If you are interested in early music or play an early instrument it may be difficult to find relevant information about your interests.
It might be worth checking out some of the many early music groups that are now available. They can be a great resource for exploring obscure topics. If you have a question, you can search the archives or post your question for others to comment on.
My favorite way to use these groups is to sign up for email summaries of the discussions. This way, the information comes to me. I also use a separate email account and avoid giving out personal information to maintain my privacy.
I have assembled a fair number of links. Please feel free to leave a comment with links to other early music groups you enjoy.
Early Music Groups
Medieval and Renaissance Music
Music of the Middle Ages
Early Music Tribe
Early Music Performance
Renaissance and Baroque Lute
Lute Lovers Tribe
Classical Guitar and Lute
Viola da Gamba Groups
Viola da Gamba Tribe
Viola da Gamba
Harpsichord Enthusiasts Club
Other Early Instrument Groups
Hurdy Gurdy Tribe
World Music Groups
World Music Forum
Tuesday, October 31, 2006
Posted by Daniel Thompson at 5:15 PM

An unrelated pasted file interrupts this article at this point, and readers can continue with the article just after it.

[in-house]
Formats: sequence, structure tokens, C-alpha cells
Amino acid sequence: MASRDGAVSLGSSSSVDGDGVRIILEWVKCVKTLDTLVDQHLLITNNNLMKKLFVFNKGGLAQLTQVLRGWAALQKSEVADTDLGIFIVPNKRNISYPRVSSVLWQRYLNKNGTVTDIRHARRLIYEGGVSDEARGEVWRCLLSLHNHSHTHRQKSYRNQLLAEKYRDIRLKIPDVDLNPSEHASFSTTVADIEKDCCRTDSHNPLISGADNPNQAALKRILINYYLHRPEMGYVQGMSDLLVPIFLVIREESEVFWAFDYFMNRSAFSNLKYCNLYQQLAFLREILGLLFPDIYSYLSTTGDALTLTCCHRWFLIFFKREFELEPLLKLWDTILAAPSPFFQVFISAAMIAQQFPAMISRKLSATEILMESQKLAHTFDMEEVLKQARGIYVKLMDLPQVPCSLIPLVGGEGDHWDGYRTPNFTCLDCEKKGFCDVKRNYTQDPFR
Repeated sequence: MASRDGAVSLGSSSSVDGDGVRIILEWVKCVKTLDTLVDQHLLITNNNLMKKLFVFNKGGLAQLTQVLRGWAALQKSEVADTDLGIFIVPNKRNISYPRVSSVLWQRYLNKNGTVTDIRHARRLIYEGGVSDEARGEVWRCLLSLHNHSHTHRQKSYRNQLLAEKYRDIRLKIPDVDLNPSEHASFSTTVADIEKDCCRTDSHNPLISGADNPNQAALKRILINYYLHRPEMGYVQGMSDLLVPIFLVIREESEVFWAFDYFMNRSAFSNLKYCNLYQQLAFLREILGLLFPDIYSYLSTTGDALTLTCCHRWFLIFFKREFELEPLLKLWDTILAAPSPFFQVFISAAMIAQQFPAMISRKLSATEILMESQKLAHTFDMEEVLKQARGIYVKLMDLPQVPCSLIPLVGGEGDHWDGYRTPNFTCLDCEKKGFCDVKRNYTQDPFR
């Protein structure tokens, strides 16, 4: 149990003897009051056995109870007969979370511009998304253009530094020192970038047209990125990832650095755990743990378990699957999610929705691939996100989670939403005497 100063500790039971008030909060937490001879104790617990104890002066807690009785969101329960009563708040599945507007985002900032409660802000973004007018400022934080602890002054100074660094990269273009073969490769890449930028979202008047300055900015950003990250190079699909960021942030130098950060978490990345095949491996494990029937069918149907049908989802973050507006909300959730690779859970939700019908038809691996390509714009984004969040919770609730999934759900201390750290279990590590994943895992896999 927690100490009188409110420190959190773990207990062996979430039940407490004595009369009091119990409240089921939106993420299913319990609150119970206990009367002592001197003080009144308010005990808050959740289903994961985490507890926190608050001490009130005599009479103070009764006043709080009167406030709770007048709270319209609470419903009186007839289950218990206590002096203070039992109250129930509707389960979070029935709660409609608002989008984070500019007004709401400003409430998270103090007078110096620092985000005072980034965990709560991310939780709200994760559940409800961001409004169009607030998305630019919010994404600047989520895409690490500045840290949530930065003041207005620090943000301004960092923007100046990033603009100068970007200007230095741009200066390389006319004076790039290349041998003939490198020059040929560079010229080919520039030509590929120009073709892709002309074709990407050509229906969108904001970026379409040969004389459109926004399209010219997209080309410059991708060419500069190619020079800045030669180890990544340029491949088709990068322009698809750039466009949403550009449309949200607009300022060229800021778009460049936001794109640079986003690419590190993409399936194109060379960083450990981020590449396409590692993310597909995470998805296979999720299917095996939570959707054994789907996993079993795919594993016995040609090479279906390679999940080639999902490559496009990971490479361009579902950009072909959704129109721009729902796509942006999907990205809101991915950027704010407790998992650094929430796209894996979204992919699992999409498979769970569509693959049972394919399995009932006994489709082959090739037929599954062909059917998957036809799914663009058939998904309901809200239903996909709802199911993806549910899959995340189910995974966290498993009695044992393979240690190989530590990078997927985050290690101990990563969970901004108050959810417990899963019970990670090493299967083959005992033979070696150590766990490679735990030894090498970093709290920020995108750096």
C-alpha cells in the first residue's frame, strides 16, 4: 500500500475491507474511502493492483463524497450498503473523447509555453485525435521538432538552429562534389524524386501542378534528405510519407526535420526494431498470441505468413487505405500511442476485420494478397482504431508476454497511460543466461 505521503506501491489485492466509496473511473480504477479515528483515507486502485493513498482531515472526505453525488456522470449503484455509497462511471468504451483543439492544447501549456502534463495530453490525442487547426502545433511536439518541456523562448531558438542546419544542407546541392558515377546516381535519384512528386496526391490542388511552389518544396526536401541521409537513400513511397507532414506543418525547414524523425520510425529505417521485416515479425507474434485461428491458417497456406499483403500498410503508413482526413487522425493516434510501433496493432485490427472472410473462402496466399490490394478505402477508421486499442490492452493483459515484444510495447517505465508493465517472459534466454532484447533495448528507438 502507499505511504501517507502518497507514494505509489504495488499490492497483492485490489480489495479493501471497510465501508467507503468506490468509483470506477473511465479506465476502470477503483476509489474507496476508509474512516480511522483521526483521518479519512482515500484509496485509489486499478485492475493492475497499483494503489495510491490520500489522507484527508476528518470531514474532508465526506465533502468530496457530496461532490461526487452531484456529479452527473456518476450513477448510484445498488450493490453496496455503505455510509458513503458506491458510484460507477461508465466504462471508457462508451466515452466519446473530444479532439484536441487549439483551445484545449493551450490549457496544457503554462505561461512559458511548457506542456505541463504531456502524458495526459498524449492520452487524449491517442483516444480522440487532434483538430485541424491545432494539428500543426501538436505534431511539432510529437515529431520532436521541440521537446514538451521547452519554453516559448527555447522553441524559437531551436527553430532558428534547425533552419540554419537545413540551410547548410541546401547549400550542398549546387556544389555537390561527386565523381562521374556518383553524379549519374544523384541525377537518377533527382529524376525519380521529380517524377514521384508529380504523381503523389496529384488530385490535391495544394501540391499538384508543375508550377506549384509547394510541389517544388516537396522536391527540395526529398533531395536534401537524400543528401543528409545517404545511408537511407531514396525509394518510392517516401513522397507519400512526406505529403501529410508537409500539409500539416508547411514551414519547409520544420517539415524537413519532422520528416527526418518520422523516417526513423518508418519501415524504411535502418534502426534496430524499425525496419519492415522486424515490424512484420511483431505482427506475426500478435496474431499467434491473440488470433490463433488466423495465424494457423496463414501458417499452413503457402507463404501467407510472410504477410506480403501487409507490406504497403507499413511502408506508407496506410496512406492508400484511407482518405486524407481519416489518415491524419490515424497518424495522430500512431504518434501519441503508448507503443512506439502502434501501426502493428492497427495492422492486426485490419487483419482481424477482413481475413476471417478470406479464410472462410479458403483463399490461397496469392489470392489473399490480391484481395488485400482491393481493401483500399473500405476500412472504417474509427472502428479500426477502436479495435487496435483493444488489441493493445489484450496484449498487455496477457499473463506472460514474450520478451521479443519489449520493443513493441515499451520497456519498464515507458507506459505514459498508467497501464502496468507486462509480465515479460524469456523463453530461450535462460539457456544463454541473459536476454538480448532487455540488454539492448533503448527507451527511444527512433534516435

Wednesday, October 25, 2006
Here are some links to museums with high quality instrument collections.
Metropolitan Museum of Art
Boston Museum of Fine Arts
Kunsthistorisches Museum Vienna
NIU World Music Instrument Collection
If you want to explore more museums check out the Google Directory to Musical Instrument Museums
Posted by Daniel Thompson at 4:06 PM
Tuesday, October 24, 2006
The hurdy-gurdy is an ancient stringed instrument that makes sound with a turning rosined wheel. It has both drone strings and melody strings that are shortened by keys. Some hurdy-gurdies also have one or more buzzing bridges.
The player usually turns the wheel with his right hand and plays the melody by pressing the keys with his left.
Some people claim that it sounds something like a bagpipe. Of course, its not a wind instrument but it is characterised by persistent drones that remind one of a bagpipe. The sound is quite medieval. It's well worth checking out the following links, especially if you're not familiar with this intriguing instrument.
Melissa the Loud
If you would like to try a free software version of the hurdy-gurdy, visit Soundbytes
Posted by Daniel Thompson at 8:52 AM
Wednesday, October 11, 2006
View Lute Videos.
View Videos of Guitars Playing Lute Music.
Monday, October 09, 2006
Posted by Daniel Thompson at 10:14 AM
Sunday, October 08, 2006
Posted by Daniel Thompson at 12:39 PM